Crisp, clean prose juxtaposed with unexpected flourishes characterize this book. The first published work by author T. M. McNally is a collection of intersecting stories which are at once tangential and tantalizing. This book was published in 1991 with the aid of a grant from the National Endowment for the Arts and won McNally the Flannery O'Connor Award for Short Fiction.
In 1991 I was in first grade, began to read and flew on a plane for the first time. Low Flying Aircraft first found me at the discard shelf at the local library. I bought it for one dollar. I do not own the book anymore, so this review is done out of memory—which seems fitting as memory and loss are two more of the themes which McNally explores. For many years this book was out of print although the publisher gave it new life in paperback in 2008.
To say that this book has been under-appreciated would be an understatement. My copy came from the time when card catalogs were physical things and not amorphous electronic databases. I recall that the book had a history of check-outs taped to the last page that was blank save for a red stamp proclaiming DISCARD. It was a nice, laminated hardcover that felt right. I remember rereading it, each time more slowly, savoring the words on the page. It was my first foray into the realm of modern literary fiction.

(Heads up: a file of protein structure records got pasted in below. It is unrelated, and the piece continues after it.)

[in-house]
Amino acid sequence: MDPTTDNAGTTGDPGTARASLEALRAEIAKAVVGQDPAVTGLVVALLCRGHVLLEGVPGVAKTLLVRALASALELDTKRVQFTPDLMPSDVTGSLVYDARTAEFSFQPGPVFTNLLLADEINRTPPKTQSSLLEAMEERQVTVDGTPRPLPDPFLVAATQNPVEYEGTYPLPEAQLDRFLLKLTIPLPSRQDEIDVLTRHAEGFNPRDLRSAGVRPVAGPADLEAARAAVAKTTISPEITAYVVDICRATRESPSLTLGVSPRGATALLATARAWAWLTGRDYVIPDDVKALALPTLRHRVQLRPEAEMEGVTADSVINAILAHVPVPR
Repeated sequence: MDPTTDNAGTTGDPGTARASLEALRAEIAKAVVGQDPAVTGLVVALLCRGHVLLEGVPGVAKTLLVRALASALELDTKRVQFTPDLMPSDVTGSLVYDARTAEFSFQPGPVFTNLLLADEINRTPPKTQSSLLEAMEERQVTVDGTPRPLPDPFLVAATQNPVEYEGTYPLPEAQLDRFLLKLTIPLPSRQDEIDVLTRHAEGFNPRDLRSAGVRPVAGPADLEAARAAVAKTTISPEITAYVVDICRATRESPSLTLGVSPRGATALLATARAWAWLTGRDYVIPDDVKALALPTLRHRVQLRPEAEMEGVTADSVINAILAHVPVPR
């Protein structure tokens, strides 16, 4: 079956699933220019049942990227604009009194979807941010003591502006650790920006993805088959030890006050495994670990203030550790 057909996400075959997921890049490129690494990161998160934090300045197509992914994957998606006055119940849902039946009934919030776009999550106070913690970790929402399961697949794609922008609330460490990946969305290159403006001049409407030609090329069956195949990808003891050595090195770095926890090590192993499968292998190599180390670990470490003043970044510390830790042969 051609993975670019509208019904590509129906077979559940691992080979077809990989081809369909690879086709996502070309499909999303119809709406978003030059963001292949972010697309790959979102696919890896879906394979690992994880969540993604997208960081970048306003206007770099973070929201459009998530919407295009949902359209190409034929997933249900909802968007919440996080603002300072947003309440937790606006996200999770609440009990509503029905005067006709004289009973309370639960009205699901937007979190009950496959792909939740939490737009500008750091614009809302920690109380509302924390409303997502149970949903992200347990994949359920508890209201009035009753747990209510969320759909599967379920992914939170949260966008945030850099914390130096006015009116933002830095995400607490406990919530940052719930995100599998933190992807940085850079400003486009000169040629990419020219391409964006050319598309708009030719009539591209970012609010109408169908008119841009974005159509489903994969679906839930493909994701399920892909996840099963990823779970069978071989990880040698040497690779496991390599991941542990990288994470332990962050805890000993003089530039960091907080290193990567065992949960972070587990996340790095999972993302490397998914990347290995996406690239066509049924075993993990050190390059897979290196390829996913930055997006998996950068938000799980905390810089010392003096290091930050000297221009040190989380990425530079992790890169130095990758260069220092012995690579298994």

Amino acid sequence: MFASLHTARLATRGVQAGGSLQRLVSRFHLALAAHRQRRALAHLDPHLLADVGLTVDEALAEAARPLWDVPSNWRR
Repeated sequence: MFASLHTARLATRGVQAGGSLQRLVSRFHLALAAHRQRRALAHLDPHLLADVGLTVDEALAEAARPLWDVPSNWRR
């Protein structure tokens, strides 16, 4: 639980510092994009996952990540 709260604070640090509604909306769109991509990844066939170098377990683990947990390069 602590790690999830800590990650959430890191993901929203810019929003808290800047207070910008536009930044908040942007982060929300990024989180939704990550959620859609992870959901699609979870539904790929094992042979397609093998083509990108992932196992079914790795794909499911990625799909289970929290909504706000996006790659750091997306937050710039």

Each story in this book shifts across time (late 20th century) and geography (the Americas—including but not limitted to Arizona, Chicago, Peru) as the characters revolve around each other. Flashbacks and foreshadowing occur and reoccur throughout. One of my favorite stories in this collection was "The Range of Monocular Vision" which featured a man who lost one eye at an early age. Another story, Gun Law at Vermillion references and takes its title from a 1951 novel by author L. P. Holmes.
The narration shifts from first peron to third, sometimes even within a single story. Conveniently, the main character of each story is given at the outset, along with a year.
Portions of this book are viewable through Google books. I strongly encourage you to check it out if you enjoy books that read like films that look like life .
Low Flying Aircraft is also the name of a jazz/prog-rock band (they released one self-titled LP in 1987) and a 1979 experimental song by Pulp Music.
In 1976 J.G. Ballard wrote a book of stories entitled Low Flying Aircraft. The title story, a dystopian yarn, was adapted as the Portuguese film "Aparelho Voador a Baixa Altitude".